As I’ve been telling you all week, this list is my list. Nobody else’s. And it is not meant to be a definitive list of the City League’s top players.
It’s a list of the best players I have seen in my 50 years of watching City League hoops. Now, mind you, I started going to games when I
was 7. How much does a kid that age really take in? It’s a fair question.
That said, some of my earliest memories of sports involve basketball. One of the guys who falls in the 11-20 range, who you’ll read about shortly, played in the first high school basketball game I remember seeing.
It’s been a fun list to put together. And every player on this list was at least – at least – chosen to The Wichita Eagle’s All-City team. Most, of course, were All-State players.
Tomorrow, I divulge my Top 10. Today, players who just missed getting into that group.
20) Riney Lochmann, North – I saw Lochmann play for the Redskins during a Saturday afternoon game in Derby way, way, way back. It was the first high school game I saw, I believe. And it was televised by KAKE. My recollection is that Derby won the game. Anyway, Lochmann was a 6-6 forward who could really score, one of the finest players of his era.
19) Johnny Murdock, South – It’s so difficult to distinguish the South players who were coached by Steve Eck. Murdock started his high school career as a pudgy kid who looked overmatched. By the time he was a junior, though, he was a star and one of the best all-around players in the City League’s history.
18) Steve Woodberry, South – This is another player who made immense improvement during his time with Eck. He was so skinny when he first arrived at South. But as his body grew and he became stronger, he was able to show off his myriad of skills. Woodberry didn’t have a weakness in his game. He could do it all.
17) Mike Hollimon, East – Sometime it would be fun just to pick an all-time top 50 list from East. Hollimon was the most dominant player on some outstanding East teams during the mid-1960s under legendary coach Cy Sickles, teams that might have won some state championships had it not been for the dominance of Kansas City Wyandotte during that era.
16) Val Barnes, South – Another South player. Another Eck player. And another really, really good player. The 6-foot-2 Barnes was relentless, one of the most hard-charging players I’ve ever seen. He wasn’t a great shooter, but he was a great scorer. He found ways. He’s one of those guys who always found ways.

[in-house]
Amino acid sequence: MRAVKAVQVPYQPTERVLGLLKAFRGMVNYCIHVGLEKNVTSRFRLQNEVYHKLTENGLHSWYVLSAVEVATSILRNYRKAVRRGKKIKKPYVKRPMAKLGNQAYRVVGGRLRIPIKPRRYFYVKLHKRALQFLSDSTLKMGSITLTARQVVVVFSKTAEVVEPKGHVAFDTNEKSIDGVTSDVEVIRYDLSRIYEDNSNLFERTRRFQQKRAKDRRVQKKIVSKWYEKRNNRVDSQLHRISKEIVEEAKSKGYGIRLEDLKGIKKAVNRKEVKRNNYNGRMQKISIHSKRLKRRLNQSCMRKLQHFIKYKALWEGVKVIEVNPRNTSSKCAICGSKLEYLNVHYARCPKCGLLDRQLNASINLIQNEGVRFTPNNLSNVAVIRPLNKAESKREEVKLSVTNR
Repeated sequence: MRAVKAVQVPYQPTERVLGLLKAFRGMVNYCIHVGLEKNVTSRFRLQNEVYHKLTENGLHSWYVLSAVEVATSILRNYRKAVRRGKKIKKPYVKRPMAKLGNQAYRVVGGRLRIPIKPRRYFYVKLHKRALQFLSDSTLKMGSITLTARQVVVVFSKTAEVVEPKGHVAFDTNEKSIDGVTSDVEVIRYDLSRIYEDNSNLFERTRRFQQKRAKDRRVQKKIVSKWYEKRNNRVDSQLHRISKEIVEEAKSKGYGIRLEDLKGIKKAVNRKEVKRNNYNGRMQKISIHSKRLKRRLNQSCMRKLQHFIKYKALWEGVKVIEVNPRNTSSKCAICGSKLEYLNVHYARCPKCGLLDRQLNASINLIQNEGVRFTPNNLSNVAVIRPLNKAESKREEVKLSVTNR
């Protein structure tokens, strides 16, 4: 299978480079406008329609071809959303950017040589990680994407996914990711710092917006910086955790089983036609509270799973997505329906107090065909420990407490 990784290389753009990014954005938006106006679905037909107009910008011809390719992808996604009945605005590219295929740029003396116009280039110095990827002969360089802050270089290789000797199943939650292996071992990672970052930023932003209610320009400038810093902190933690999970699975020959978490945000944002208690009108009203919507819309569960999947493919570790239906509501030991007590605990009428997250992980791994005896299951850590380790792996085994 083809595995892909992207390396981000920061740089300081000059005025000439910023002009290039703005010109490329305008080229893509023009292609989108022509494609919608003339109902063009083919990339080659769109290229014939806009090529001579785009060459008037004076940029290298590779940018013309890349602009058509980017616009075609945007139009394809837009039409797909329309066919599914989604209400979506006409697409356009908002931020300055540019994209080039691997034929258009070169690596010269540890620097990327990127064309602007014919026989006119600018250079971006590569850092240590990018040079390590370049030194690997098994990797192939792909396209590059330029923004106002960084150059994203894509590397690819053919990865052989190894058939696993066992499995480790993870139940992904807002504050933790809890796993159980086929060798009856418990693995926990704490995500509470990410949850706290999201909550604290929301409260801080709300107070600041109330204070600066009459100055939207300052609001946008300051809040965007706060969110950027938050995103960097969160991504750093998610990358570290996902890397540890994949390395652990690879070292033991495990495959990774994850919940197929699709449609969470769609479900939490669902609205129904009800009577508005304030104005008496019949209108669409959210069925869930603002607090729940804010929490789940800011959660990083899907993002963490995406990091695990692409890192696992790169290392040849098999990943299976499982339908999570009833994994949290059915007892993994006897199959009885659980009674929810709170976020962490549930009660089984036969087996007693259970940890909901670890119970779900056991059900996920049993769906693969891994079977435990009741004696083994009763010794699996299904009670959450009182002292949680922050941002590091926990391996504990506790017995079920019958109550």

15) Gaylon Nickerson, North – Nickerson made a huge impact as a sophomore when he helped North win the 6A state championship in 1987. His high school career blossomed from there. In the 55-year history of the City League, I dare say there haven’t been more than a handful of better athletes come along than Skip Nickerson.
14) Kelly Pete, East – Pete might be one of those handful. He was a 6-2 piece of rock, strong to the point that his strength helped cover some deficiencies in his game at the high school level. Pete, who led East to a 1962 state championship, could take over a high school game based on his physical attributes alone. And the deeper he got into his prep career, the more his skills advanced.
13) Warren Hollins, Heights – I’ll just go ahead and admit it, I loved Hollins. When he played for the Falcons – Hollins was an All-State player in 1970 – he reminded me of former Wichita State player Warren Armstrong, one of my favorite all-time Shockers. Hollins had that freaky athleticism in that he could do things that defied his size. Ask the old-timers around the City League about Warren Hollins. They’ll have stories.
12) Jamie Thompson, East – These are big names we’re discussing now. Thompson is another one of my personal favorities. He wasn’t very fast. He couldn’t jump high. But boy, could he shoot. And he had the kind of basketball instincts that can’t be taught. Thompson and Pete provided the Blue Aces with, in my opinion, the best duo in City League history. And it was neat that they went on to become teammates at Wichita State.
11) Korleone Young, East – If Young had played his senior season at East instead of transferring to Hargrave Military Academy in Virginia for his senior year, he would definitely be inside the top 10 on this list. Young made the All-State team as a sophomore and as a junior and was one of the most dominant athletes to ever play in the City League. At 6-8, he could play like a 6-2 guard or a 6-11 center.